Background: Failure of the pulmonary valve autograft (PVA) after the Ross procedure (RP) has discouraged its widespread use and has led to modifications or alternatives to the procedure. We sought to analyze whether certain technical modifications could improve results of the RP in children. Methods: Sixty-nine patients (median age, 12 years; range, 0.25-17.9) underwent the RP between January 1996 and December 2018. A concomitant Konno procedure was performed on 20 of 69 patients (29%). Prior interventions included balloon valvuloplasty in 30 (44%) and/or surgical valvuloplasty in 39 (57%). Technical modifications included using the native aortic root for external annuloplasty, implanting the autograft using uniplanar horizontal sutures through the aortic wall, normalizing the sinotubular junction, and wrapping the native root remnant around the PVA. Results: Operative mortality was 1 of 69 patients (1.5%), with no late deaths. No patient had neoaortic valvar stenosis and 7 of 68 (10%) had mild regurgitation on discharge echocardiogram. At latest follow-up (median, 9.4 years; range, 0.4-21.3) there was no significant change in Z scores of annulus, sinus, or sinotubular junction diameters when compared with those at discharge. Three patients (4.4%) required late autograft replacement, 2 PVA repair, and 2 resection of a pseudoaneurysm. Actuarial freedom from PVA replacement was 87% at 20 years. Freedom from right ventricular outflow tract catheter reintervention or reoperation was 83% and 80%, respectively. Conclusions: Technical modifications of the RP used in this cohort might successfully prolong the life of the PVA without compromising its growth, an important advantage in pediatric patients.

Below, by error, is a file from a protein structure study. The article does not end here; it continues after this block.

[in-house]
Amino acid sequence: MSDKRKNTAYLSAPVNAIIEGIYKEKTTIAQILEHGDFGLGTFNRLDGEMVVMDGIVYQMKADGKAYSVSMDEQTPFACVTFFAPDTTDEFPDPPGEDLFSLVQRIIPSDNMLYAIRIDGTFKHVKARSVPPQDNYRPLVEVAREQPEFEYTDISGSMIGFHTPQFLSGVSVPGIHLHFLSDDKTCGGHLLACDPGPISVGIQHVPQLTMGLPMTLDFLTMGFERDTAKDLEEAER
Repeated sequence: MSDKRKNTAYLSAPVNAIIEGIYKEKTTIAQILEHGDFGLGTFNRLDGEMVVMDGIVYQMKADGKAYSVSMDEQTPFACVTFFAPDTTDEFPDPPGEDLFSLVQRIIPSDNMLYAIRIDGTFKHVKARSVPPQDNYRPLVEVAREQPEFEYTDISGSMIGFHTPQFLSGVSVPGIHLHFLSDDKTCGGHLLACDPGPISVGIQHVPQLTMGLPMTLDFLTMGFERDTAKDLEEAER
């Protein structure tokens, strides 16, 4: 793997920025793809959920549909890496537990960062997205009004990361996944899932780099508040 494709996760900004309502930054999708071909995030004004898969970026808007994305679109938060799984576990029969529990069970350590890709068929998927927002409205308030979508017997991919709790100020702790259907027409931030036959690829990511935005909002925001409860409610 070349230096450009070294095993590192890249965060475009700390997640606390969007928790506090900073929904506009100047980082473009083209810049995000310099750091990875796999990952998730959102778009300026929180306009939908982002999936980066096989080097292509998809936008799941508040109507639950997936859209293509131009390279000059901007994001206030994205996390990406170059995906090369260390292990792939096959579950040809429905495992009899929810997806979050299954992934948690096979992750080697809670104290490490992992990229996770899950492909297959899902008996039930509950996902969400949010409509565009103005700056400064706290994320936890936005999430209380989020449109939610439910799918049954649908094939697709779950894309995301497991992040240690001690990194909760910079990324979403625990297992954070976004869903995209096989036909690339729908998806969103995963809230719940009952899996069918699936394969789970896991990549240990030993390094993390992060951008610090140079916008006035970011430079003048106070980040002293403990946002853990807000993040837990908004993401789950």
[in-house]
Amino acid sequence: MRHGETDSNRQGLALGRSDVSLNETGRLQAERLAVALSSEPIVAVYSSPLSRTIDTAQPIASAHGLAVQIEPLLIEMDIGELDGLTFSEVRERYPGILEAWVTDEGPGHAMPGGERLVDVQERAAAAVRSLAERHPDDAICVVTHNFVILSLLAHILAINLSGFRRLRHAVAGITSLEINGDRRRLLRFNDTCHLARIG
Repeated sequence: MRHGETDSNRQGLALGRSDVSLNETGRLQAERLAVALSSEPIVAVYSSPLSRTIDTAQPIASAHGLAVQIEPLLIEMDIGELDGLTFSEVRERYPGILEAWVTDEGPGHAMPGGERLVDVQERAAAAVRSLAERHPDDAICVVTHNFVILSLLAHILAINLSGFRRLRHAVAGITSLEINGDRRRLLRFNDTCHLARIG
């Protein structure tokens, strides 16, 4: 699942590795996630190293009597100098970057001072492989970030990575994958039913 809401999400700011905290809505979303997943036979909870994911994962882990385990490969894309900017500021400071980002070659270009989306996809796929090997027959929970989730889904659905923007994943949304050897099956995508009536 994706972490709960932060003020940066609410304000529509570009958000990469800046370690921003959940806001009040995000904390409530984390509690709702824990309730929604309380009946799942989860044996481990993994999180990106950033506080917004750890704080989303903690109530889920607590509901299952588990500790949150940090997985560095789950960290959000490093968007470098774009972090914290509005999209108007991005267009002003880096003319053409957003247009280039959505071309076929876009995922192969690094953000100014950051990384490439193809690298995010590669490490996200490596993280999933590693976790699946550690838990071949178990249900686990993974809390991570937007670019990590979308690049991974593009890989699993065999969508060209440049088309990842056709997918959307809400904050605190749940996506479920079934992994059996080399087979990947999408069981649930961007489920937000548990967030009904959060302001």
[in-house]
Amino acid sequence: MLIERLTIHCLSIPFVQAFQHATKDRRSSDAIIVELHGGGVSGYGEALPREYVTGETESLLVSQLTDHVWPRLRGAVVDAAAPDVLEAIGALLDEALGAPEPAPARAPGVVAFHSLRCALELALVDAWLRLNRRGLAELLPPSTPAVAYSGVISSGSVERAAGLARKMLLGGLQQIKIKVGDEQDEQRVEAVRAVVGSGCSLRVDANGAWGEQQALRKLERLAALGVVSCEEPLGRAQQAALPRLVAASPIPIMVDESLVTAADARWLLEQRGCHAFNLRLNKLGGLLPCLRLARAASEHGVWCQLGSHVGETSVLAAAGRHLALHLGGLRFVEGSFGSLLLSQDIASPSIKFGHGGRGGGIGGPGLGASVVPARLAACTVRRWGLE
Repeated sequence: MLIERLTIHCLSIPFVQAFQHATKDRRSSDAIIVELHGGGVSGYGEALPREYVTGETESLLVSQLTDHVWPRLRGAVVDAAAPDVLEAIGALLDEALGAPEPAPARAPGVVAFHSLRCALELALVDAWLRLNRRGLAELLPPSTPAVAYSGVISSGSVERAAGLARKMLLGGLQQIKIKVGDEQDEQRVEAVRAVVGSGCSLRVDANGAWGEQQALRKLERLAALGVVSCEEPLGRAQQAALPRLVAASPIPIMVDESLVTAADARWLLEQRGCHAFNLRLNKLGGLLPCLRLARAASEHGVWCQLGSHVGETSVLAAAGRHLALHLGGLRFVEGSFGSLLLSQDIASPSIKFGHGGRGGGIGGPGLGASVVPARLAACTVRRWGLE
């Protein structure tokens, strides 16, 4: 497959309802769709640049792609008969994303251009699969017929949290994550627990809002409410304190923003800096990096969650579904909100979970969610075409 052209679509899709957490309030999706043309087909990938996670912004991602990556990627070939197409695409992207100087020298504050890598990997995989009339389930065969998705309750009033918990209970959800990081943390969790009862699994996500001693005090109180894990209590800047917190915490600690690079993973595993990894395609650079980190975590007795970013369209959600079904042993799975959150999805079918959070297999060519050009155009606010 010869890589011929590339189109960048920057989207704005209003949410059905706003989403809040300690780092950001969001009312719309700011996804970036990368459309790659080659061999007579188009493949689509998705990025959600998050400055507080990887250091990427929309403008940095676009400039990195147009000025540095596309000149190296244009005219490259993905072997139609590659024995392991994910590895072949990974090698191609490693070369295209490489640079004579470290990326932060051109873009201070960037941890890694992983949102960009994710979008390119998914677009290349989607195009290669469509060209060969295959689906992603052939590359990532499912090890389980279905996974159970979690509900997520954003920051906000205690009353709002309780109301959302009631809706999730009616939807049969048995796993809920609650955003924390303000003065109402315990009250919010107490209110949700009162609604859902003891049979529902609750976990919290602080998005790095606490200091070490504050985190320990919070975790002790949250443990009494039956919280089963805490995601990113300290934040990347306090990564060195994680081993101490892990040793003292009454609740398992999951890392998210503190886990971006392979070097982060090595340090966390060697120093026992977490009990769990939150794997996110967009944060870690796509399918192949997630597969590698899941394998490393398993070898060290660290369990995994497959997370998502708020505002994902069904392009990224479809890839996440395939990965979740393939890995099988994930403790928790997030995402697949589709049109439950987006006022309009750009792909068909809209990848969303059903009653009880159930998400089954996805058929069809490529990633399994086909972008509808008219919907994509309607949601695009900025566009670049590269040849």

ASJC Scopus subject areas
- Pulmonary and Respiratory Medicine
- Cardiology and Cardiovascular Medicine